Technology supports the modern American lifestyle like a giant spider’s web; it is woven into everything that we do, but it is surprisingly fragile. Without technology, an act as simple as driving to the store to pick up dinner would be nearly impossible. No electricity? You can’t buy gas–the pumps don’t work. You can’t buy food or water–the cash registers don’t work.

None of this surprises Matthew Stein. The 1978 MIT graduate and Truckee-based mechanical engineer is the author of When Technology Fails, a book that aims to prepare you for Earth’s impending technological collapse.

“In 1996, my brother and sister-in-law were caught in the Central Valley of California during a power outage,” he said. “They had to wait, on a hot day, in a gas line for five hours. They couldn’t even buy a bottle of water or check into a motel.”

Perhaps this image lingered in Stein’s subconscious, growing, developing and waiting to be set free. It emerged a year later, while Stein was meditating, something he has been doing for more than 20 years to help him solve problems.

“I got a giant flash,” he said. “One second it wasn’t there, then both the title and the plan for the book were there.”

After dealing with some doubts, Stein ran the idea by fellow writers Rick Sylvestor and Howard Rheingold, the editor of the Millennium Whole Earth Catalogue. Both encouraged him to write the book.

“I got a copy of Writer’s Market so I could find the publishers to send proposals to,” he said. “And, since I would be writing a book, I got a [computer] program to teach myself typing.”

Three years later, and after buying several thousands of dollars worth of research books, Stein wasn’t getting anywhere. Just when he decided to give up on the book, one of his proposals paid off.

“In February 1999, I decided to quit,” he said. “But the next day, Clear Light Publishers [from Santa Fe, N.M.] called to ask if I had written the book. We made a verbal contract then and later signed a formal one.”

When he first started writing the book, Stein had no idea about the coming Y2K scare, and he missed the window of opportunity that would have made When Technology Fails an instant hit. Since its release last December, book sales had been flat–until about a month ago, when Stein appeared on Art Bell’s radio show. After the appearance, Stein’s book skyrocketed to No. 13 on Amazon.com’s bestseller list.

“First, Clear Light said it was starting very slow,” he says. “Now, they’re complaining about not having enough books on the shelves and have started a second printing.”

So despite missing the boat on the Y2K fervor, things have worked out well for Stein. What’s more, he feels his book’s message is even more appropriate now than it would have been in 1999, especially with the recent changing weather patterns, earthquakes and California’s power problems.

Packed with information, When Technology Fails is 404 pages long and has 15 chapters covering a wide variety of subjects. Each chapter ends with a list of reference materials for further reading.

“I want to give people practical information so they can come away with a pretty good grasp of the subject,” he said. “There is something for everyone.”

While the first chapter gives an overview of the book, Stein says the second is critical.

“Chapter two is the least practical, but it’s the most important regarding the trends we face,” Stein said. “We’re probably going to see marked changes in the stability of weather patterns, as well as disruptions to both the supply of energy and possibly the distribution of food.”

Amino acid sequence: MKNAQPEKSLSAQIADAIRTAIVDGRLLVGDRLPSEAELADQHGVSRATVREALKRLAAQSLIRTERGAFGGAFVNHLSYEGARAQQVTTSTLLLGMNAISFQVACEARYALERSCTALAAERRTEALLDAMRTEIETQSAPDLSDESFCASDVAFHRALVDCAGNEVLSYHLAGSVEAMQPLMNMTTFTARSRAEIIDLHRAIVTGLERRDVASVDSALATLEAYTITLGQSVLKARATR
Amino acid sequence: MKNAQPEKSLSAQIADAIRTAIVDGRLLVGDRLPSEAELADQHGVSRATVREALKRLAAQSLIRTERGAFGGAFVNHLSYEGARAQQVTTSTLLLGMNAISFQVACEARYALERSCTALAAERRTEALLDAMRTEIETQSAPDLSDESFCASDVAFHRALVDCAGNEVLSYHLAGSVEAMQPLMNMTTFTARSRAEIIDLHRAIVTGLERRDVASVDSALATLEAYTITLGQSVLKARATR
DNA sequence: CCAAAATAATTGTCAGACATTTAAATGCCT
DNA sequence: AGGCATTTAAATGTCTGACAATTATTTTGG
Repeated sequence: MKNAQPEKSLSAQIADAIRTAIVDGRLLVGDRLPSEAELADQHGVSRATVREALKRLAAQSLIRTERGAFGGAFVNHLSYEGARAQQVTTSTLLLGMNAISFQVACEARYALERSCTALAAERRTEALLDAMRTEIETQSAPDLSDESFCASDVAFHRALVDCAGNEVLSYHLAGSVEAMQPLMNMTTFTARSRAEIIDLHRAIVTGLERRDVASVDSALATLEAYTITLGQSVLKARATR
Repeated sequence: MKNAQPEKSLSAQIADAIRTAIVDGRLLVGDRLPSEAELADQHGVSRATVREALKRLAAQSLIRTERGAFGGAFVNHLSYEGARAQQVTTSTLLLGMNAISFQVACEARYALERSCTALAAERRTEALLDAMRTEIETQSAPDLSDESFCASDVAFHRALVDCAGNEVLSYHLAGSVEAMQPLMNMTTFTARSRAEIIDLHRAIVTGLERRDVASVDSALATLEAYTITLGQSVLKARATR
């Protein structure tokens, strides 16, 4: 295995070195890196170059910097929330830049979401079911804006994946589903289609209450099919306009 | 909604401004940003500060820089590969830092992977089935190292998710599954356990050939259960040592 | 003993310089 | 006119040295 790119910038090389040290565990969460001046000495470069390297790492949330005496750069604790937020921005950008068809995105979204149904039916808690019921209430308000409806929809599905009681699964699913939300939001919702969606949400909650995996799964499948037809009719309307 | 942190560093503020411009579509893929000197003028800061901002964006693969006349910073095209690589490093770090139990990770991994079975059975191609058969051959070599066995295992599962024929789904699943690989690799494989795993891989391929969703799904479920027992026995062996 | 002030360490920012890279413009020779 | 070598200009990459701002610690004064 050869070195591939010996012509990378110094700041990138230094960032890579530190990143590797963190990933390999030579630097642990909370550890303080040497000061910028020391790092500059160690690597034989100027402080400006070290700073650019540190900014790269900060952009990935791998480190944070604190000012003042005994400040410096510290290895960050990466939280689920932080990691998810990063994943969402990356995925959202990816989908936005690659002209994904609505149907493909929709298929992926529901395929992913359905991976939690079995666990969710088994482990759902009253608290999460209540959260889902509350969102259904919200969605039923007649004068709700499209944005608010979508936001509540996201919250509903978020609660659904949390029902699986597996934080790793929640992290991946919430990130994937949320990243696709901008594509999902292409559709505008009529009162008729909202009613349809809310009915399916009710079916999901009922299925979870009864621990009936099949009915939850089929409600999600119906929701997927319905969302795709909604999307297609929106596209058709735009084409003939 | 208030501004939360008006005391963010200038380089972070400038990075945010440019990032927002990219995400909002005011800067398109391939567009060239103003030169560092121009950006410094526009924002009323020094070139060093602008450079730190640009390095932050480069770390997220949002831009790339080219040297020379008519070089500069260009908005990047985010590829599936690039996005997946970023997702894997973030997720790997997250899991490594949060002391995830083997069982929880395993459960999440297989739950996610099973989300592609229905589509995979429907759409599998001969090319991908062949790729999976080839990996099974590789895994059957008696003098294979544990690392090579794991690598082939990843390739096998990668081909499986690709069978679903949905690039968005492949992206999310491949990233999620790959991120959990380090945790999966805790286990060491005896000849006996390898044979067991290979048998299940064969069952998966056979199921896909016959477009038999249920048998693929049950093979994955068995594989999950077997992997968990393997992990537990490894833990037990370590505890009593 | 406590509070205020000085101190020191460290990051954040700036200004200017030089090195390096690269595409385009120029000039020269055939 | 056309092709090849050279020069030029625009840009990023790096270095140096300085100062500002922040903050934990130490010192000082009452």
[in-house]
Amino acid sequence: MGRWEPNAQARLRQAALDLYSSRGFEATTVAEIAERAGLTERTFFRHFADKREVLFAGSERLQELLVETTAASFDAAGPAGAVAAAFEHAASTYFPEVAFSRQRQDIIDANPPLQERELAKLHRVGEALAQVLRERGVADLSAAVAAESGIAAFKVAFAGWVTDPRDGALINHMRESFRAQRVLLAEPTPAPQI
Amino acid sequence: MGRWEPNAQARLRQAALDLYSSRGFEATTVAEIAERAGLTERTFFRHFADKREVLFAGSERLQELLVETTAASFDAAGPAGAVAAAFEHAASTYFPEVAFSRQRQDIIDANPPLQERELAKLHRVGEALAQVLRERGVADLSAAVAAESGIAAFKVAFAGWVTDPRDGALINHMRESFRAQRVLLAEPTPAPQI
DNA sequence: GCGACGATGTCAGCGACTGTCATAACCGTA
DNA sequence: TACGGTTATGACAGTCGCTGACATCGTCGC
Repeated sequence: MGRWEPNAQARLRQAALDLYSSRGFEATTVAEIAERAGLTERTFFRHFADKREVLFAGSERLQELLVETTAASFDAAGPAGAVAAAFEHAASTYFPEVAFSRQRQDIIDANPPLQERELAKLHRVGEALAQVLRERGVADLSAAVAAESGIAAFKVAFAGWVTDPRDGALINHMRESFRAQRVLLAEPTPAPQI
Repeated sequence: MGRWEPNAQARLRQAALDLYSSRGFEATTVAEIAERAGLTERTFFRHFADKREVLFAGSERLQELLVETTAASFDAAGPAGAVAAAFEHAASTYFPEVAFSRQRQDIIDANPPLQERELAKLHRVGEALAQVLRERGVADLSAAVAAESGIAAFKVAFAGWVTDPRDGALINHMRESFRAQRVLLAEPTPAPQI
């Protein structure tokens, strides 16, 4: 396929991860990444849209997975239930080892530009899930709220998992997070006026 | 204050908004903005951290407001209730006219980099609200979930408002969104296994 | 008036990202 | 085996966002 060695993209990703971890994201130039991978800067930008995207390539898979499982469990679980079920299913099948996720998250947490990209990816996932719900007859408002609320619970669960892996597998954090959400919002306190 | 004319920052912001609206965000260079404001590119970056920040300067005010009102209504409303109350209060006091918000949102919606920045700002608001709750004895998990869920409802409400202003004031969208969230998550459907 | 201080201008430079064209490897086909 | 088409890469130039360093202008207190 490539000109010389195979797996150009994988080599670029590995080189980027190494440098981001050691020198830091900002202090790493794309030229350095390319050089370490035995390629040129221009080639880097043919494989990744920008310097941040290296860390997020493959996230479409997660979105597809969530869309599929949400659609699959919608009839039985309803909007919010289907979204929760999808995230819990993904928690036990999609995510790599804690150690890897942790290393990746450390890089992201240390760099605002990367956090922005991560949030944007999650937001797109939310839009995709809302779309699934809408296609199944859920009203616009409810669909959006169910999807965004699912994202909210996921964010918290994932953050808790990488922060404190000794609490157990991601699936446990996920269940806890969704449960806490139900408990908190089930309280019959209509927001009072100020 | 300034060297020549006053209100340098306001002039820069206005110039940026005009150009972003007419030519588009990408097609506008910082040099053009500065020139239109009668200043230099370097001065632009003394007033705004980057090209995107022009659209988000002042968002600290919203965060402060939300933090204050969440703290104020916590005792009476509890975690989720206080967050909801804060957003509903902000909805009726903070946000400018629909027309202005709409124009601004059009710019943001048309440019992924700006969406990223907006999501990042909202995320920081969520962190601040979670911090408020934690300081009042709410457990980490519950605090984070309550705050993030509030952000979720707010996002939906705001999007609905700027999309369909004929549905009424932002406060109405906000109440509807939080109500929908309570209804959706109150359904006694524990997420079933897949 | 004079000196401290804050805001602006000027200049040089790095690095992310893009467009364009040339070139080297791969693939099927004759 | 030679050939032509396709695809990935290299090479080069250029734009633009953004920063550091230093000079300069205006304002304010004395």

The next chapter, “Supplies and Preparations,” was put to use by Stein after an earthquake at North Lake Tahoe a couple of years ago. Now his car is stocked with clothes and some food.

He went on to cite two examples of the havoc that even a moderate earthquake can create.

“Japan is the most earthquake-prepared country in the world,” he said. “Kobe, which lies on soft soil, had a moderate quake, and it took a week for supplies to reach the city. After the Northridge earthquake, which affected only 60 freeway interchanges, traffic in Los Angeles was disrupted for nine months.”

The next few chapters deal with supplies, preparation, emergency procedures, water and food.

“Many people don’t realize that the shelf life of foods we think will keep are very different,” Stein said. “A person needs to know what will last, especially if things get bad.”

With California’s energy problems, the chapters on structures–building houses that use passive heating–and energy are very relevant. Stein says the chapter on energy alone could help a homeowner save money and achieve self-reliance.

Stein is both pessimistic and optimistic about the future.

“It’s projected that things will go down, recover at a lower level and get worse again,” he said. “I know that if we go like we are now, in 50 years, everything will come apart. Personally, I feel this might start in the next 10 years, and we’ll look back at this time and think how good we had it.”

Despite his bleak outlook, Stein said he’s hopeful–but only if many individuals make a concerted effort.

“Alone, we can’t change the way things are,” he says. “But as a group, we can.”

Stein feels we have both the technology and tools to create both a sustainable and healthy economy, even though changes will have to be made.

His only question: “Are we going to be remembered as the generation that valued next quarter’s return more than our children’s future, or are we going to be remembered as the generation that recognized the problem and created a sustainable and viable future for planet Earth?”

His hope is that When Technology Fails will be the wake-up call that helps provide a positive answer.